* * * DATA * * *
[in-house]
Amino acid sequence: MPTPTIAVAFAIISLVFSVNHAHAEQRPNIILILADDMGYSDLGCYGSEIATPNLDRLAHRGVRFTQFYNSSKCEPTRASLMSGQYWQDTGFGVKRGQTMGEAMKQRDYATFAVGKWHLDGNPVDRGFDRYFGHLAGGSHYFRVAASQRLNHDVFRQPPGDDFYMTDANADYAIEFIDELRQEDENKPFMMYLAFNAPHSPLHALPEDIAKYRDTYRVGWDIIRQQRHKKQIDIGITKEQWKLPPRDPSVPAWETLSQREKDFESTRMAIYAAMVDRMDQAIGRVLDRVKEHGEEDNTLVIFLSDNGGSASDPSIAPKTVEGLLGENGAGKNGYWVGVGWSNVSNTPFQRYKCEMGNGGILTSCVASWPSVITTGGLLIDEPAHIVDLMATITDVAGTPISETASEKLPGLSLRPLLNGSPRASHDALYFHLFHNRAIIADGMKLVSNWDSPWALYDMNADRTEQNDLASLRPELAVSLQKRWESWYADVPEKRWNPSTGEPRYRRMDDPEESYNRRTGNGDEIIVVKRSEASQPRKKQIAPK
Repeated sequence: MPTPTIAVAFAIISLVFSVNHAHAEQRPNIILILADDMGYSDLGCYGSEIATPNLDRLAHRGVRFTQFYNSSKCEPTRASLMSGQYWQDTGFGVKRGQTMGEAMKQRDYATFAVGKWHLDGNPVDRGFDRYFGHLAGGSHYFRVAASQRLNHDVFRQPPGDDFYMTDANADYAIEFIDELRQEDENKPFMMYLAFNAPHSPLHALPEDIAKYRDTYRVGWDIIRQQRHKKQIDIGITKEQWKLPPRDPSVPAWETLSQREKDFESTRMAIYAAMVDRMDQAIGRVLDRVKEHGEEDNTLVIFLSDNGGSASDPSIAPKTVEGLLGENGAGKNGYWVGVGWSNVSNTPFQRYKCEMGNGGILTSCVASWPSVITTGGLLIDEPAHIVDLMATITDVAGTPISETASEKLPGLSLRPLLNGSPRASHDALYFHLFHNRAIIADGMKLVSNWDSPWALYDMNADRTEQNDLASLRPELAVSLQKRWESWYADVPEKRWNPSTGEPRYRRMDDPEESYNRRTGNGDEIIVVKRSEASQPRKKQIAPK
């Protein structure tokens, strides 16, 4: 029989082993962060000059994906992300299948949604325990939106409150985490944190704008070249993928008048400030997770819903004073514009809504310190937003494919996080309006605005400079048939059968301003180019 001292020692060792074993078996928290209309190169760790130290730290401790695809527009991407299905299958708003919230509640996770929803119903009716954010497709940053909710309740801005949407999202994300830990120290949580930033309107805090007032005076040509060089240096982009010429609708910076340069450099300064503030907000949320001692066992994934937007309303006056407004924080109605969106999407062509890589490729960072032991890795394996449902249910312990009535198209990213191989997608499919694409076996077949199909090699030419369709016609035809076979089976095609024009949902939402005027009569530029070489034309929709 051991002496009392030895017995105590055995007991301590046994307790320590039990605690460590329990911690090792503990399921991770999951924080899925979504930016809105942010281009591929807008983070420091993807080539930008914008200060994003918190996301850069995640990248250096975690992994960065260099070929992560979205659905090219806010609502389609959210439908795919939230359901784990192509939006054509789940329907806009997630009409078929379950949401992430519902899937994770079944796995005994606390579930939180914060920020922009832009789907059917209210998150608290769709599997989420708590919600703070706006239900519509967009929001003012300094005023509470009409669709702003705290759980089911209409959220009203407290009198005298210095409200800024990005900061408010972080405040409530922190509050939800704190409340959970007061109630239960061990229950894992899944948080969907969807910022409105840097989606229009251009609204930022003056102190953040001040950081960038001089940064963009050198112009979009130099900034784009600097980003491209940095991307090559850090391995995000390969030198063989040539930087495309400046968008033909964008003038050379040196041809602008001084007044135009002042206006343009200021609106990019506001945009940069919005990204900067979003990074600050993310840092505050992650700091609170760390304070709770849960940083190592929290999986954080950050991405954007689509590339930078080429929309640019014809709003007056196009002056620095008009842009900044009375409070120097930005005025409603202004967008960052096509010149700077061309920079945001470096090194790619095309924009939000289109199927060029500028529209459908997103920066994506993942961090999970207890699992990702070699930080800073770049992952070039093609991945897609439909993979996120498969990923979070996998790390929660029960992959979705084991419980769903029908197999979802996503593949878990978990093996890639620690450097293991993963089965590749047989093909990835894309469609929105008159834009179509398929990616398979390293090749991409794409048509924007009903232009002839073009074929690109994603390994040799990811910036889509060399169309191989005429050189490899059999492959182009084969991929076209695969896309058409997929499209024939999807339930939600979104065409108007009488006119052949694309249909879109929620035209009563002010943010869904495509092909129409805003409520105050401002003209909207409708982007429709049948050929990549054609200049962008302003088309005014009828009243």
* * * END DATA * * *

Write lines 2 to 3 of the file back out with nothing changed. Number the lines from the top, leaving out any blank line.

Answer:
Amino acid sequence: MPTPTIAVAFAIISLVFSVNHAHAEQRPNIILILADDMGYSDLGCYGSEIATPNLDRLAHRGVRFTQFYNSSKCEPTRASLMSGQYWQDTGFGVKRGQTMGEAMKQRDYATFAVGKWHLDGNPVDRGFDRYFGHLAGGSHYFRVAASQRLNHDVFRQPPGDDFYMTDANADYAIEFIDELRQEDENKPFMMYLAFNAPHSPLHALPEDIAKYRDTYRVGWDIIRQQRHKKQIDIGITKEQWKLPPRDPSVPAWETLSQREKDFESTRMAIYAAMVDRMDQAIGRVLDRVKEHGEEDNTLVIFLSDNGGSASDPSIAPKTVEGLLGENGAGKNGYWVGVGWSNVSNTPFQRYKCEMGNGGILTSCVASWPSVITTGGLLIDEPAHIVDLMATITDVAGTPISETASEKLPGLSLRPLLNGSPRASHDALYFHLFHNRAIIADGMKLVSNWDSPWALYDMNADRTEQNDLASLRPELAVSLQKRWESWYADVPEKRWNPSTGEPRYRRMDDPEESYNRRTGNGDEIIVVKRSEASQPRKKQIAPK
Repeated sequence: MPTPTIAVAFAIISLVFSVNHAHAEQRPNIILILADDMGYSDLGCYGSEIATPNLDRLAHRGVRFTQFYNSSKCEPTRASLMSGQYWQDTGFGVKRGQTMGEAMKQRDYATFAVGKWHLDGNPVDRGFDRYFGHLAGGSHYFRVAASQRLNHDVFRQPPGDDFYMTDANADYAIEFIDELRQEDENKPFMMYLAFNAPHSPLHALPEDIAKYRDTYRVGWDIIRQQRHKKQIDIGITKEQWKLPPRDPSVPAWETLSQREKDFESTRMAIYAAMVDRMDQAIGRVLDRVKEHGEEDNTLVIFLSDNGGSASDPSIAPKTVEGLLGENGAGKNGYWVGVGWSNVSNTPFQRYKCEMGNGGILTSCVASWPSVITTGGLLIDEPAHIVDLMATITDVAGTPISETASEKLPGLSLRPLLNGSPRASHDALYFHLFHNRAIIADGMKLVSNWDSPWALYDMNADRTEQNDLASLRPELAVSLQKRWESWYADVPEKRWNPSTGEPRYRRMDDPEESYNRRTGNGDEIIVVKRSEASQPRKKQIAPK